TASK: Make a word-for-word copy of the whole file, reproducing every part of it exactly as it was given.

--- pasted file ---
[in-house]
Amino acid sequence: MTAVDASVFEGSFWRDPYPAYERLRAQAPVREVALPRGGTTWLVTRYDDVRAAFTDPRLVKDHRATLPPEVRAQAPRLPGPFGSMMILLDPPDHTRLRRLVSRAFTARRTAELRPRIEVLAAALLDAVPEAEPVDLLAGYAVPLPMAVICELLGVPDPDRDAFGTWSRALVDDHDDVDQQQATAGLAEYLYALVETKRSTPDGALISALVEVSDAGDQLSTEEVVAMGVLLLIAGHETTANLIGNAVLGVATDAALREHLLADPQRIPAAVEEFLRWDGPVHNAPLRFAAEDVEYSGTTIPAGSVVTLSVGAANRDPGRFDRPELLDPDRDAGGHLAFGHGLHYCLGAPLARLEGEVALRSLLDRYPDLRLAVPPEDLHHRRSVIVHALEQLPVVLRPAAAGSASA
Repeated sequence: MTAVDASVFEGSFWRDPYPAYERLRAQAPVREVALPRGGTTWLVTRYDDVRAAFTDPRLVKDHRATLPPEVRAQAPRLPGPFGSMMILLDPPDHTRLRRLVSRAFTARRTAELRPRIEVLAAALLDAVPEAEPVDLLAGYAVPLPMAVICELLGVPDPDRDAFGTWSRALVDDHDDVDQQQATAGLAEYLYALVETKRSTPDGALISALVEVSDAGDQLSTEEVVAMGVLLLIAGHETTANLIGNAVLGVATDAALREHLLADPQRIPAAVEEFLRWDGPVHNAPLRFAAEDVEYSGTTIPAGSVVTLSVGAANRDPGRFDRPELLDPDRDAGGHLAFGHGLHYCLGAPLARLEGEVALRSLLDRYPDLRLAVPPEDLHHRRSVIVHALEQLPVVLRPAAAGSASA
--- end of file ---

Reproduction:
[in-house]
Amino acid sequence: MTAVDASVFEGSFWRDPYPAYERLRAQAPVREVALPRGGTTWLVTRYDDVRAAFTDPRLVKDHRATLPPEVRAQAPRLPGPFGSMMILLDPPDHTRLRRLVSRAFTARRTAELRPRIEVLAAALLDAVPEAEPVDLLAGYAVPLPMAVICELLGVPDPDRDAFGTWSRALVDDHDDVDQQQATAGLAEYLYALVETKRSTPDGALISALVEVSDAGDQLSTEEVVAMGVLLLIAGHETTANLIGNAVLGVATDAALREHLLADPQRIPAAVEEFLRWDGPVHNAPLRFAAEDVEYSGTTIPAGSVVTLSVGAANRDPGRFDRPELLDPDRDAGGHLAFGHGLHYCLGAPLARLEGEVALRSLLDRYPDLRLAVPPEDLHHRRSVIVHALEQLPVVLRPAAAGSASA
Repeated sequence: MTAVDASVFEGSFWRDPYPAYERLRAQAPVREVALPRGGTTWLVTRYDDVRAAFTDPRLVKDHRATLPPEVRAQAPRLPGPFGSMMILLDPPDHTRLRRLVSRAFTARRTAELRPRIEVLAAALLDAVPEAEPVDLLAGYAVPLPMAVICELLGVPDPDRDAFGTWSRALVDDHDDVDQQQATAGLAEYLYALVETKRSTPDGALISALVEVSDAGDQLSTEEVVAMGVLLLIAGHETTANLIGNAVLGVATDAALREHLLADPQRIPAAVEEFLRWDGPVHNAPLRFAAEDVEYSGTTIPAGSVVTLSVGAANRDPGRFDRPELLDPDRDAGGHLAFGHGLHYCLGAPLARLEGEVALRSLLDRYPDLRLAVPPEDLHHRRSVIVHALEQLPVVLRPAAAGSASA